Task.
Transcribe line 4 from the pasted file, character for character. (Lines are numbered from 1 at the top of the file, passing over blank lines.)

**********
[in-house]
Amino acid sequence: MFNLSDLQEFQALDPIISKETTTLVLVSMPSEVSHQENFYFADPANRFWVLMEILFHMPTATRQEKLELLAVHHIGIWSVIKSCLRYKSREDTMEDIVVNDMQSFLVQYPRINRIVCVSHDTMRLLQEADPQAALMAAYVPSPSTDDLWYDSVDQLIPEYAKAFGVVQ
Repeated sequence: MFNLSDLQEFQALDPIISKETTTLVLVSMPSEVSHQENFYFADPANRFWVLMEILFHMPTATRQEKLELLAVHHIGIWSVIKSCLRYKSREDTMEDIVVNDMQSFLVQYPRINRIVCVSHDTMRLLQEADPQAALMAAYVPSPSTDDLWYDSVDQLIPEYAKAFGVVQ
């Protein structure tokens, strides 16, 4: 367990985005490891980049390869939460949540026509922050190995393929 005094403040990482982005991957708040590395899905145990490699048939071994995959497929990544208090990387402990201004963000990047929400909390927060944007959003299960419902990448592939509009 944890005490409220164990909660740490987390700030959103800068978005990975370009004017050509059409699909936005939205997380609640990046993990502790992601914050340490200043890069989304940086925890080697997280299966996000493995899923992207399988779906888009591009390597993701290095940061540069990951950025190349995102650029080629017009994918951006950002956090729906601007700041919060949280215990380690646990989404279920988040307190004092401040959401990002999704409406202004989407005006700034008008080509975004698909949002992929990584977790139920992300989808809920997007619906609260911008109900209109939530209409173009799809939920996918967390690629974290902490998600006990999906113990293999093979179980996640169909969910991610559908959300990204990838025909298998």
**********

């Protein structure tokens, strides 16, 4: 367990985005490891980049390869939460949540026509922050190995393929 005094403040990482982005991957708040590395899905145990490699048939071994995959497929990544208090990387402990201004963000990047929400909390927060944007959003299960419902990448592939509009 944890005490409220164990909660740490987390700030959103800068978005990975370009004017050509059409699909936005939205997380609640990046993990502790992601914050340490200043890069989304940086925890080697997280299966996000493995899923992207399988779906888009591009390597993701290095940061540069990951950025190349995102650029080629017009994918951006950002956090729906601007700041919060949280215990380690646990989404279920988040307190004092401040959401990002999704409406202004989407005006700034008008080509975004698909949002992929990584977790139920992300989808809920997007619906609260911008109900209109939530209409173009799809939920996918967390690629974290902490998600006990999906113990293999093979179980996640169909969910991610559908959300990204990838025909298998």